Monday, April 4, 2011

PNAS Paper / Gene Correcting does not Substantially Increase Stem Cell Mutations

The new paper published in PNAS includes four authors from the UC San Diego Department of Bioengineering: Athurva Gore, Zhe Li, Ho-Lim Fung and bioengineering professor Kun Zhang, who leads the Laboratory of Integrative Genomics at the Jacobs School of Engineering.

The press release from the University of Wisconsin-Madison: Study shows patient's own cells may hold therapeutic promise after reprogramming, gene correction

In the study, the researchers used a technique called episomal reprogramming to generate the induced pluripotent stem cells. In contrast to techniques that use retroviruses, episomal reprogramming doesn't involve inserting DNA into the genome. This technique allowed them to produce cells that were free of potentially harmful transgene sequences.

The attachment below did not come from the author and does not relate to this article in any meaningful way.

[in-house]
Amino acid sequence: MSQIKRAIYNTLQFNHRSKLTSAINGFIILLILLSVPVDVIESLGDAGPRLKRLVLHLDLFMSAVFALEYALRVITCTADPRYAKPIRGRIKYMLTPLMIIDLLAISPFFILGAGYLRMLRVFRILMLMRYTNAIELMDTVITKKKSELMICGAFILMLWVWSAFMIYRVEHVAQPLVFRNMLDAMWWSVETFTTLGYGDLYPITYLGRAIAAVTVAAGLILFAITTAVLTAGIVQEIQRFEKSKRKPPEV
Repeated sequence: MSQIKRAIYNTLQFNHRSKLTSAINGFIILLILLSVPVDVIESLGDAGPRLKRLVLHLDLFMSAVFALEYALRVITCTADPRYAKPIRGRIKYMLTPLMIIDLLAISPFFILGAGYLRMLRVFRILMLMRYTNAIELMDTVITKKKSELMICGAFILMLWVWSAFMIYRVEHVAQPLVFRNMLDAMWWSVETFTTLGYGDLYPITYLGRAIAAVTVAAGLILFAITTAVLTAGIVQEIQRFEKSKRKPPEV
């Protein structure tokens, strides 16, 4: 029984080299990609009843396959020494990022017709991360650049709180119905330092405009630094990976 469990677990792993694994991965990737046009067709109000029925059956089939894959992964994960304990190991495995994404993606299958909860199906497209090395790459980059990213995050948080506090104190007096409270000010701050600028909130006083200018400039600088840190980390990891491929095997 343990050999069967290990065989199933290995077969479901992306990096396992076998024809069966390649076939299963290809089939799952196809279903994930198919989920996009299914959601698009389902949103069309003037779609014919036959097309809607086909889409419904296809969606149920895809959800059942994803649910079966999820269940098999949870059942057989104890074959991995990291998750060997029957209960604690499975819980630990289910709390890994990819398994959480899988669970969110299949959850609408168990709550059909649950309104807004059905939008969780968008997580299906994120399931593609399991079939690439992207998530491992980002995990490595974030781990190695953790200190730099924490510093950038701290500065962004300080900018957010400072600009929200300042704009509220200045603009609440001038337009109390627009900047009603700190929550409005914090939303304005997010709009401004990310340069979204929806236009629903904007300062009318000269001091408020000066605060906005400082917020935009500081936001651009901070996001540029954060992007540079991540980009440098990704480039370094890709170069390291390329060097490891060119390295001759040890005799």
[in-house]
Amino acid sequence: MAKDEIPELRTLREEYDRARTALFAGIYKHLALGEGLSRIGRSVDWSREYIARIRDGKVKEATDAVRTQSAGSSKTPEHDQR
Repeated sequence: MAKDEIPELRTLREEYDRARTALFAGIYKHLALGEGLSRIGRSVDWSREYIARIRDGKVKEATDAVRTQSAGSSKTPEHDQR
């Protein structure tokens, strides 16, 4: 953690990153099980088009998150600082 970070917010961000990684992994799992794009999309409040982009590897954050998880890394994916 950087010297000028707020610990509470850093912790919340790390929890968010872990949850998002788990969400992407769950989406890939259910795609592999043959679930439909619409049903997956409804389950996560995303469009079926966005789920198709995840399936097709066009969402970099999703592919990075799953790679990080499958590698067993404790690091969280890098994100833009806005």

The scientists then corrected the actual retinal disease-causing gene defect using a technique called homologous recombination. The stem cells were extensively "characterized" or studied before and after the process to assess whether they developed significant additional mutations or variations. The results showed that the culture conditions required to correct a genetic defect did not substantially increase the number of mutations.

Brad Fikes from the North County Times covered the story:  Induced Pluripotent Stem Cells Pass Gene Therapy Test